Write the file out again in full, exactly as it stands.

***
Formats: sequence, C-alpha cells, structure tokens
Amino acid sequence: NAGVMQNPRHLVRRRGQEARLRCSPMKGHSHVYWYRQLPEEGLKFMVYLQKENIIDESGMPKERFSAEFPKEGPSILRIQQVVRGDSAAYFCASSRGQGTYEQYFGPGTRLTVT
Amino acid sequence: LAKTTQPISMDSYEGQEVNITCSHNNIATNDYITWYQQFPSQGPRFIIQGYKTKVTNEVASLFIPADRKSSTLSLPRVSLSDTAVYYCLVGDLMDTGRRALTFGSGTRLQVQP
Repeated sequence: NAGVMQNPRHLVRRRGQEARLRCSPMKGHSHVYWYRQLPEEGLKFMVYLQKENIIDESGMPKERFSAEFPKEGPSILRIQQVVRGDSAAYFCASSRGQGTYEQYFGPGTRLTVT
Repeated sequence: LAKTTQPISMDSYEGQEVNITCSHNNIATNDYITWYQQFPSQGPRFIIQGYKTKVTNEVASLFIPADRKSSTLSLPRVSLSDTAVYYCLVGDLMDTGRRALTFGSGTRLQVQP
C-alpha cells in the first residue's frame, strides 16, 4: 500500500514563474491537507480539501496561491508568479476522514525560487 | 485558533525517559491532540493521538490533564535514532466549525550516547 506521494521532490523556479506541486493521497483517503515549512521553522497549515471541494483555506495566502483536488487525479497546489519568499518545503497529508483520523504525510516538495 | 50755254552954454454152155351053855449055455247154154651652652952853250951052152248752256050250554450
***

Formats: sequence, C-alpha cells, structure tokens
Amino acid sequence: NAGVMQNPRHLVRRRGQEARLRCSPMKGHSHVYWYRQLPEEGLKFMVYLQKENIIDESGMPKERFSAEFPKEGPSILRIQQVVRGDSAAYFCASSRGQGTYEQYFGPGTRLTVT
Amino acid sequence: LAKTTQPISMDSYEGQEVNITCSHNNIATNDYITWYQQFPSQGPRFIIQGYKTKVTNEVASLFIPADRKSSTLSLPRVSLSDTAVYYCLVGDLMDTGRRALTFGSGTRLQVQP
Repeated sequence: NAGVMQNPRHLVRRRGQEARLRCSPMKGHSHVYWYRQLPEEGLKFMVYLQKENIIDESGMPKERFSAEFPKEGPSILRIQQVVRGDSAAYFCASSRGQGTYEQYFGPGTRLTVT
Repeated sequence: LAKTTQPISMDSYEGQEVNITCSHNNIATNDYITWYQQFPSQGPRFIIQGYKTKVTNEVASLFIPADRKSSTLSLPRVSLSDTAVYYCLVGDLMDTGRRALTFGSGTRLQVQP
C-alpha cells in the first residue's frame, strides 16, 4: 500500500514563474491537507480539501496561491508568479476522514525560487 | 485558533525517559491532540493521538490533564535514532466549525550516547 506521494521532490523556479506541486493521497483517503515549512521553522497549515471541494483555506495566502483536488487525479497546489519568499518545503497529508483520523504525510516538495 | 50755254552954454454152155351053855449055455247154154651652652952853250951052152248752256050250554450